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According to the publication of <b>Xianling Ji</b> (See References), after six months of <i>Bacillus subtilis</i> growth in a tree, bacteria cells reach a concentration of 10<sup>5</sup> cells per gram of fresh plant. We assume that 10<sup>5</sup> cells/g is the maximum concentration.
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An assessment of the <i>Bacillus subtilis</i> growth in a similar sap was performed in laboratory conditions with optimum growth medium for <i>Bacillus subtilis</i>. The composition sap used was the one from birch sap.<br>
An assessment of the <i>Bacillus subtilis</i> growth in a similar sap was performed in laboratory conditions with optimum growth medium for <i>Bacillus subtilis</i>. The composition sap used was the one from birch sap.<br>
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In these conditions, the growth rate μ is optimal. From this value we can extrapolate a growth curve as a function of temperature. We used the <b>cardinal temperature model</b>: </p>
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In these conditions, the growth rate µ is optimal. From this value we can extrapolate a growth curve as a function of temperature. We used the <b>cardinal temperature model</b>: </p>
   
   
<center style="margin-bottom:50px;"><img style="" src="http://2014.igem.org/wiki/images/8/85/Formules_Rosso.png" alt="cardinal temperature model"></center>
<center style="margin-bottom:50px;"><img style="" src="http://2014.igem.org/wiki/images/8/85/Formules_Rosso.png" alt="cardinal temperature model"></center>
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The optimal growth rate (µ<sub>opt</sub>) is obtained experimentally with a similar birch sap environment.</br>
The optimal growth rate (µ<sub>opt</sub>) is obtained experimentally with a similar birch sap environment.</br>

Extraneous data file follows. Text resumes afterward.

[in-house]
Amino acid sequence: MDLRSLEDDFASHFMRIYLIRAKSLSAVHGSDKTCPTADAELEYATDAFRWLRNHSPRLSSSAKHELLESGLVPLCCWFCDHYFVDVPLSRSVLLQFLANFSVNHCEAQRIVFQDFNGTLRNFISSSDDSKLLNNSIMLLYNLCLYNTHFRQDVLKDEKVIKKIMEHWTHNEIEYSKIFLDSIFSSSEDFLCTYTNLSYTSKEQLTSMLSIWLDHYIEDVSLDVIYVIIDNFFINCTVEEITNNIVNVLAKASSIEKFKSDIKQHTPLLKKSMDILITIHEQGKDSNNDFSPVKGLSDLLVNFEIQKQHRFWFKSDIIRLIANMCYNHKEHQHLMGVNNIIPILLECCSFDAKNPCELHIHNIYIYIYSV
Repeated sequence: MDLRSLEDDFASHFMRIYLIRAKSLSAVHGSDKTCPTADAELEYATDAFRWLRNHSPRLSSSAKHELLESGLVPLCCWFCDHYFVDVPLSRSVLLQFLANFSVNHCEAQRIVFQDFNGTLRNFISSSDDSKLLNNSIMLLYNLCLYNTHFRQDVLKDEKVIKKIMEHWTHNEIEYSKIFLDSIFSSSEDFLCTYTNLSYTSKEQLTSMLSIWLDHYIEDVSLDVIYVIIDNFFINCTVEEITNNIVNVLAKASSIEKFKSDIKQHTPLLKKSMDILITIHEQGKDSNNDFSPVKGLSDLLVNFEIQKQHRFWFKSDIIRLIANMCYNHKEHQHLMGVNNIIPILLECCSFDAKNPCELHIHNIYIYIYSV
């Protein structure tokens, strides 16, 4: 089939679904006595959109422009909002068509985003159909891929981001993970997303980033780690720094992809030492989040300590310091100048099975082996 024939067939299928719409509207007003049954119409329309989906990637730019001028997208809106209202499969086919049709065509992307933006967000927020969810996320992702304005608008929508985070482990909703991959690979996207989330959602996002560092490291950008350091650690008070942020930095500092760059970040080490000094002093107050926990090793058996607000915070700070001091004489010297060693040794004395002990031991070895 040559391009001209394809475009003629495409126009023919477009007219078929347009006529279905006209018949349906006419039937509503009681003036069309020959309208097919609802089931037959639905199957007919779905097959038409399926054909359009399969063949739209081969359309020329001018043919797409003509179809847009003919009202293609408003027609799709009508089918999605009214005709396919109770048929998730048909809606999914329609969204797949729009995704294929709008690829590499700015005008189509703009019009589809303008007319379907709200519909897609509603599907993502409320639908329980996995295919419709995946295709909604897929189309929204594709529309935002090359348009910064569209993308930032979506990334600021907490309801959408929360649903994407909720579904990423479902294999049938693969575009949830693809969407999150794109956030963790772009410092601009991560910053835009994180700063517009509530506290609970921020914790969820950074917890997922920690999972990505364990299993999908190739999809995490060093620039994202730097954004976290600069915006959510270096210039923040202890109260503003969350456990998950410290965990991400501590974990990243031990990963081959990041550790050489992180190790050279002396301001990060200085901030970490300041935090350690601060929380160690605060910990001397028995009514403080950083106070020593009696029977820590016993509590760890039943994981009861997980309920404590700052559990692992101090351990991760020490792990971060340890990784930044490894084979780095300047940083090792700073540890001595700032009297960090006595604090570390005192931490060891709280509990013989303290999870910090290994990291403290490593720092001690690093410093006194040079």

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The growth rate is negative below 10°C (according to growth tests performed at 10°C and 4°C under similar conditions for the measurement of μ<sub>opt</sub>), survival rate after 24h was 0.3 % at 10°C and null at 4°C.<br>
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The growth rate is negative below 10°C (according to growth tests performed at 10°C and 4°C under similar conditions for the measurement of µ<sub>opt</sub>), survival rate after 24h was 0.3 % at 10°C and null at 4°C.<br>
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Conditions apply:</p>
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Conditions applied:</p>
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The term (1-(Nmin/N)) is not taken into account when there is growth. <br>The term (1-(N/Nmax)) is not taken into account when there is bacterial decay.</br>
The term (1-(Nmin/N)) is not taken into account when there is growth. <br>The term (1-(N/Nmax)) is not taken into account when there is bacterial decay.</br>
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Meteorological records of the Toulouse region during the years 2011-2013 are used to do average daily temperatures. Thus we can determine <i>B.subtilis</i> growth in a tree located in Toulouse during a year. This values are obtained for each day by the average on the highest and the lowest temperature.
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Meteorological records of the Toulouse region during the years 2011-2013 are used to calculate average daily temperatures. Thus we can determine <i>B. subtilis</i> growth in a tree located in Toulouse during a year. This values are obtained for each day by the average on the highest and the lowest temperature.